By Ray Pride Pride@moviecitynews.com

Telluride Fest Looks Back At 44

Telluride, CO, September 11, 2017 – Telluride Film Festival (September 1-4, 2017), presented by the National Film Preserve, reflects upon a spectacular four-day celebration of diverse programming and special guests attended by more than 4,000 movie lovers.

This was my 44th Telluride Film Festival,” remarked co-founder and artistic director Tom Luddy. “I feel it was one of our strongest festivals. The organization, the content and balance of the program, the weather and vibes in the street made for a weekend that was really special. The films were terrific and the feedback from the filmmakers and pass holders was very satisfying.”

Telluride Film Festival curated over 60 programs representing twenty-six countries including thirty new feature films in its main program; six film revivals selected by the extraordinary and eloquent Guest Director Joshua Oppenheimer; seven Backlot programs; four revival programs; over fifteen shorts and/or student films, and hosted nine seminars and conversations between festival guests.

Luddy notes, “The Panels and Conversations were exceptional this year. Elks Park was packed for the Real Life Wonder Women panel with Angelina Jolie, Billie Jean King, Natalie Portman and Alice Waters; The Conversation between Francis Ford Coppola, Ken Burns and Lynn Novick on Vietnam was extraordinary; Bob Baer with Errol Morris and Eric Olson was another ‘only in Telluride’ event.

I don’t want to single out any one film from our selection of new films – I loved them all – but I will single out The Cotton Club Encore, Coppola’s new restoration featuring more than 25 minutes of amazing footage, mostly involving song and dance sequences that had been cut from the original film. The standing ovation for Francis from the sold out audiences moved me to tears. In this version, the film takes its place beside The Godfather, The Godfather: Part II, The Conversation, and Apocalypse Now as one of Coppola’s greatest films.”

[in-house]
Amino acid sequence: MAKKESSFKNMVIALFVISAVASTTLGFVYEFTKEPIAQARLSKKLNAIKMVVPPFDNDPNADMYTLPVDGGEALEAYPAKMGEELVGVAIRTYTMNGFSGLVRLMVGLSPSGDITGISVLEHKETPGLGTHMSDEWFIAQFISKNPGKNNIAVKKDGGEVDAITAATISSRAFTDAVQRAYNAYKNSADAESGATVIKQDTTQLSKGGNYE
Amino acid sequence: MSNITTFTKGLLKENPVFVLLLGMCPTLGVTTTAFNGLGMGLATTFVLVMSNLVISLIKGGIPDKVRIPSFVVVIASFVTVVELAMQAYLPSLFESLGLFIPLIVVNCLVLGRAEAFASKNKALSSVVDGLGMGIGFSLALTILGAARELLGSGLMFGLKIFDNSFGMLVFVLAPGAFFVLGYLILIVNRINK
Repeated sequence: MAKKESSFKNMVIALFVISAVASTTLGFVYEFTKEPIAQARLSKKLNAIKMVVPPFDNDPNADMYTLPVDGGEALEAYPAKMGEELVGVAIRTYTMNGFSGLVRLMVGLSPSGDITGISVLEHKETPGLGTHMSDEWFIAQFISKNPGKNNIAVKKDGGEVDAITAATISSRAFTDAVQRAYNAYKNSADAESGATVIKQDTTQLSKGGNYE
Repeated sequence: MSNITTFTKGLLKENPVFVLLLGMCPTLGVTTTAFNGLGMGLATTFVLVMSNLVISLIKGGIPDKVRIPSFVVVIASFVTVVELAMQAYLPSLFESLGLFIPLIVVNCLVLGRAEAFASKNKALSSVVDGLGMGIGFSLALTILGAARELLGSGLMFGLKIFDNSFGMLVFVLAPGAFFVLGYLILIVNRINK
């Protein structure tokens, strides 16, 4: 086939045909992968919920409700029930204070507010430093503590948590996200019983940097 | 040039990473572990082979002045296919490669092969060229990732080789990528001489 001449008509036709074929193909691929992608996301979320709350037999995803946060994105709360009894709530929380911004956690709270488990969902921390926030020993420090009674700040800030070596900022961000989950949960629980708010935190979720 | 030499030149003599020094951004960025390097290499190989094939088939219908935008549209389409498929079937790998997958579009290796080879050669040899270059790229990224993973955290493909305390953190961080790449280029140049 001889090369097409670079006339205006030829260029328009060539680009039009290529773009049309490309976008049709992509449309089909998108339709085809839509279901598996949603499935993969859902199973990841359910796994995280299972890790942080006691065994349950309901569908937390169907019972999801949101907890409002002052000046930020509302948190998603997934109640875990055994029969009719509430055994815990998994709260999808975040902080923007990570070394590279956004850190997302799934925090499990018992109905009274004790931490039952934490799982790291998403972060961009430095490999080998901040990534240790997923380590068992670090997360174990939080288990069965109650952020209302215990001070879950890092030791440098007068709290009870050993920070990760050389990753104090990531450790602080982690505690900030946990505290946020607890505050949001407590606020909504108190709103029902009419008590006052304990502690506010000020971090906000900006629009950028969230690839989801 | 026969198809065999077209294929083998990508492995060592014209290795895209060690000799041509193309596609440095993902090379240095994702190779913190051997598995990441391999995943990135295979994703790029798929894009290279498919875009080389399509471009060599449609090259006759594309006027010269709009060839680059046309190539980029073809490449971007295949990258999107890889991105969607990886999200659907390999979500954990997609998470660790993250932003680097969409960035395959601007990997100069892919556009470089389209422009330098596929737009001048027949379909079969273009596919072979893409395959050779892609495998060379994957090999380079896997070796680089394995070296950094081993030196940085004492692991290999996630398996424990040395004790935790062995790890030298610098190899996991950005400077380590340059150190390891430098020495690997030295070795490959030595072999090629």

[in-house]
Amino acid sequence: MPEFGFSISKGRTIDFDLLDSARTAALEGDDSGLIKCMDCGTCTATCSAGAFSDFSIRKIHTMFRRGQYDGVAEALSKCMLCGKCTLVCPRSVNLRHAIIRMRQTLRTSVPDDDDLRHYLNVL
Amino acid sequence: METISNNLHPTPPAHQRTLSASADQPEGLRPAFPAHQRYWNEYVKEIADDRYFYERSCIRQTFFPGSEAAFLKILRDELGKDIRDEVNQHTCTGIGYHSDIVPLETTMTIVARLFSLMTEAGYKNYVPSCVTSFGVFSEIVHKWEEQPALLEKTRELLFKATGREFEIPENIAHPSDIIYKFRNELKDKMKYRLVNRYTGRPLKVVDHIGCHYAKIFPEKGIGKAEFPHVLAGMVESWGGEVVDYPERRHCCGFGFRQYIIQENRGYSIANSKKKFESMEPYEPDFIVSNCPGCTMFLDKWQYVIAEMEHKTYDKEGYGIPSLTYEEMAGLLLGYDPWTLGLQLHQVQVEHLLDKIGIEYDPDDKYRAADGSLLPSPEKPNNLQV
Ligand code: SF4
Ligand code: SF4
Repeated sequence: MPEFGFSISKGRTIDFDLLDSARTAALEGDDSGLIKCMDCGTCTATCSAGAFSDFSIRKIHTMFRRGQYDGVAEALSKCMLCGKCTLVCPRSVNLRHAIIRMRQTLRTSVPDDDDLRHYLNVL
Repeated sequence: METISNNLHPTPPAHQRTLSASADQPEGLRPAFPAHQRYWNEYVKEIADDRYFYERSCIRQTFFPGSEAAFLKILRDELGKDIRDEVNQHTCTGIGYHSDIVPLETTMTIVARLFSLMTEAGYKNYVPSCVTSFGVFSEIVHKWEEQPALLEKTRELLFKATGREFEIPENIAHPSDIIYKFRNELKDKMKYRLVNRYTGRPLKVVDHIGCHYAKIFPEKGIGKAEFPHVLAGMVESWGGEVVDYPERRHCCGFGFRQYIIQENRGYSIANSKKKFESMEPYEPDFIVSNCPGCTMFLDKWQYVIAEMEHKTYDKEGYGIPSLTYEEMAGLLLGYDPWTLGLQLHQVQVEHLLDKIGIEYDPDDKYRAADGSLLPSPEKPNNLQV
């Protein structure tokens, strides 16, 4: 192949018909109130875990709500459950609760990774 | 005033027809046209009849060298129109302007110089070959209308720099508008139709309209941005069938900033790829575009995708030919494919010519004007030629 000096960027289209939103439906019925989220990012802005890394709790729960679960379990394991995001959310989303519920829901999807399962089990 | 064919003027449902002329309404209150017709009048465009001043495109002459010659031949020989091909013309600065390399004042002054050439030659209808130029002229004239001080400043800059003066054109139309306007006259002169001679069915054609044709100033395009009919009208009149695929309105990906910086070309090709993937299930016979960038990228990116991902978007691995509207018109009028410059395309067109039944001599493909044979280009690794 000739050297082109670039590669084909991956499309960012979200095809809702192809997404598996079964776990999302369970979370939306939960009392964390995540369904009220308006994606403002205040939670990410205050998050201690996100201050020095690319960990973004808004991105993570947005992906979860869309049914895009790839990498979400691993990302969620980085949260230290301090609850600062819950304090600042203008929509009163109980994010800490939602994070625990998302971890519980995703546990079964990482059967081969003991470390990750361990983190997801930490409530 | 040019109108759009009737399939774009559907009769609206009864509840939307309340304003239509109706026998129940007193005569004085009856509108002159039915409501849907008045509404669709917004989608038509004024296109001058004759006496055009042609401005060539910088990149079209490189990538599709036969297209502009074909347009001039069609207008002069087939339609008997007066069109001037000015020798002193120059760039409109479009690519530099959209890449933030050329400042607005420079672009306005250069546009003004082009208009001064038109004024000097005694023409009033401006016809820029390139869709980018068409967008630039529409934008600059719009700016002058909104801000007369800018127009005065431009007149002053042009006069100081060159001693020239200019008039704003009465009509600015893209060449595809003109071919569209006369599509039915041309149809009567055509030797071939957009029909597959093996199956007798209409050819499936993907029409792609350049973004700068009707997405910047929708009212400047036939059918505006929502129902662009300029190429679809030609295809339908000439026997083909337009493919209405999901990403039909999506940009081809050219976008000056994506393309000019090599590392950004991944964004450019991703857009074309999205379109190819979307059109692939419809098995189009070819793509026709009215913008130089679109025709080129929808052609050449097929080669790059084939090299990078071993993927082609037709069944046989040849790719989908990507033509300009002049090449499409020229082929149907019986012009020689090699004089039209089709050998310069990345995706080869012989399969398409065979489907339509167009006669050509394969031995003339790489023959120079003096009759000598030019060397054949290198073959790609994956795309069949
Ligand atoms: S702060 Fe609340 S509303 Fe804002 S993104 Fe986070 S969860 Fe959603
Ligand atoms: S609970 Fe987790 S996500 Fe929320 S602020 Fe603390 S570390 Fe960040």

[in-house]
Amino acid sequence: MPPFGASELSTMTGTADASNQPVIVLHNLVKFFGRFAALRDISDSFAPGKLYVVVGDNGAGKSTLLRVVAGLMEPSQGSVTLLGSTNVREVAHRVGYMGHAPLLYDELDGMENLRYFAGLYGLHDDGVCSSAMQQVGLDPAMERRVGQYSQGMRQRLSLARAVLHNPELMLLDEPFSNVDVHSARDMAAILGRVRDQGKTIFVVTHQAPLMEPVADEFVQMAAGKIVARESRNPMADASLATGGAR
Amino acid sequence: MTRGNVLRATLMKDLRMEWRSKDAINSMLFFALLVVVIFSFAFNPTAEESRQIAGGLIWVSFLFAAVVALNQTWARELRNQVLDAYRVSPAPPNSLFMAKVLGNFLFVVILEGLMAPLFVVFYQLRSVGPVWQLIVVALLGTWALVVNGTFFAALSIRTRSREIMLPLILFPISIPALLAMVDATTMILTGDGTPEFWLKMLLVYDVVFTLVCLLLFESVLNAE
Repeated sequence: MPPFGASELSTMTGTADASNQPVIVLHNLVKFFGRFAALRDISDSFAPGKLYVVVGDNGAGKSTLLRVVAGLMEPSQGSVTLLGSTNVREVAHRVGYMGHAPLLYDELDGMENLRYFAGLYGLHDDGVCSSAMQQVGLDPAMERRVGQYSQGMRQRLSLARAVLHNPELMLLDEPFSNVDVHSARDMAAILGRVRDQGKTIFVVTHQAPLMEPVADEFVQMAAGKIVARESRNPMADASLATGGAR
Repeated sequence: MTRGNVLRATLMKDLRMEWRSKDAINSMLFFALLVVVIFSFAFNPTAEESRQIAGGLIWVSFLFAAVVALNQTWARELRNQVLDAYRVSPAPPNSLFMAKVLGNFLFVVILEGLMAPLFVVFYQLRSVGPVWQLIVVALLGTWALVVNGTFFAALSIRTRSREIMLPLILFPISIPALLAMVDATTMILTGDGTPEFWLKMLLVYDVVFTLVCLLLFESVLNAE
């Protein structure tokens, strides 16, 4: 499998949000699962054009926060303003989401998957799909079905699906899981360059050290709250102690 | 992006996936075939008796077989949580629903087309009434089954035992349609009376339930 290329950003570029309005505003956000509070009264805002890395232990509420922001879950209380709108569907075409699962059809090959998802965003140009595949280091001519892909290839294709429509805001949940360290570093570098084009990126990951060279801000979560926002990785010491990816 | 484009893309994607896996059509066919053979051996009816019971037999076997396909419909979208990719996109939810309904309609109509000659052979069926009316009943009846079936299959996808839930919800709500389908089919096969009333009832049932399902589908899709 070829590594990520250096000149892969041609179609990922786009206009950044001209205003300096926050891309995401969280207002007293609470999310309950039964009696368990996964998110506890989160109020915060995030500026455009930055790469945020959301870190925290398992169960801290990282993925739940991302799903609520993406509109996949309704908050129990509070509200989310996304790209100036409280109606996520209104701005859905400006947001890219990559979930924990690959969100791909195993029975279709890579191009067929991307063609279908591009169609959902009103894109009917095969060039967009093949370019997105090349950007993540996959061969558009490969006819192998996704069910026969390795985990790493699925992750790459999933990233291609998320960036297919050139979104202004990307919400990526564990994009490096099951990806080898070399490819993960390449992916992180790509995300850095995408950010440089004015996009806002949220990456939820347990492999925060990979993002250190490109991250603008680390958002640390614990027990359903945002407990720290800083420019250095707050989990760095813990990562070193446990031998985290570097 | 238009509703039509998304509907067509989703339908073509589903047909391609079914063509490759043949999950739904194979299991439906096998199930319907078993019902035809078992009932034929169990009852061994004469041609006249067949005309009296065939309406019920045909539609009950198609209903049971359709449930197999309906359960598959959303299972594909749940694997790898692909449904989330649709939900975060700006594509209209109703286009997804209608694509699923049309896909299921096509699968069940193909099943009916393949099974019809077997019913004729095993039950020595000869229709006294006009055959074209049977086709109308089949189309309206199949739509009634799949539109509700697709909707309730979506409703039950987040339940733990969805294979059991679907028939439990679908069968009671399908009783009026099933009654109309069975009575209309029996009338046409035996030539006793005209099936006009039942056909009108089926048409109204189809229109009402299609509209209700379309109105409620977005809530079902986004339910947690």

44th Telluride Film Festival guests and program participants include: Bob Baer, Kantemir Balagov, Christian Bale, Jamie Bell, Ken Burns, Christian Camargo, Jon Bang Carlsen, Hong Chau, Scott Cooper, Francis Ford Coppola, Jonathan Dayton, Guillermo del Toro, Ziad Doueiri, Valerie Faris, Travis Fimmel, Greta Gerwig, Rezo Gigineishvili, Al Gore, Andrew Haigh, Sherwan Haji, Ethan Hawke, Todd Haynes, Werner Herzog, Maurice Hines, Zachary Hines, Alejandro González Iñárritu, Brady Jandreau, Lilly Jandreau, Tim Jandreau, Barry Jenkins, Richard Jenkins, Angelina Jolie, JR, Billie Jean King, Dorota Kobiela, Irakli Kvirikadze, Ed Lachman, Jacob LaMendola, Sebastián Lelio, Tracy Letts, Camilla Magid, Ben Mendelsohn, Anthony McCarten, Paul McGuigan, Laurie Metcalf,  Rebecca Miller, Mont Alto Orchestra, Errol Morris, Kimhak Mun, Lynn Novick, Gary Oldman, Eric Olson, Goran Hugo Olsson, Rithy Panh, Alexander Payne, Nigel Pemberton, Rosamund Pike, Natalie Portman, Christopher Quinn, Mohammad Rasoulof, Pierre Rissient,  Céline Ruivo, Sreymoch Sareum, Katriel Schory, Paul Schrader, Barbet Schroeder, Lane Scott, Peter Sellars, Millicent Simmonds, Donald Sosin, Elaine McMillion Sheldon, Elisabeth Shue, Emma Stone, Wes Studi, Peter Turner, Paolo Loung Ung, Cherchi Usai, Rosalie Varda, Daniela Vega, Willy Vlautin, Lisa Immordino Vreeland, Anthony Wall, Alice Waters,  Michael Weatherly, Ai Weiwei, Hugh Welchman, Joe Wright, Chloé Zhao, Tony Zierra, Andrey Zvyagintsev

“This year will be hard to top, but we are already looking toward the 45th Festival with anticipation and vigor,” said Luddy. “Every year brings us many new treasures to share with the Telluride family. I think we may outdo ourselves yet again.”

A complete list of 44th Telluride Film Festival films and events is available at www.telluridefilmfestival.org

About Telluride Film Festival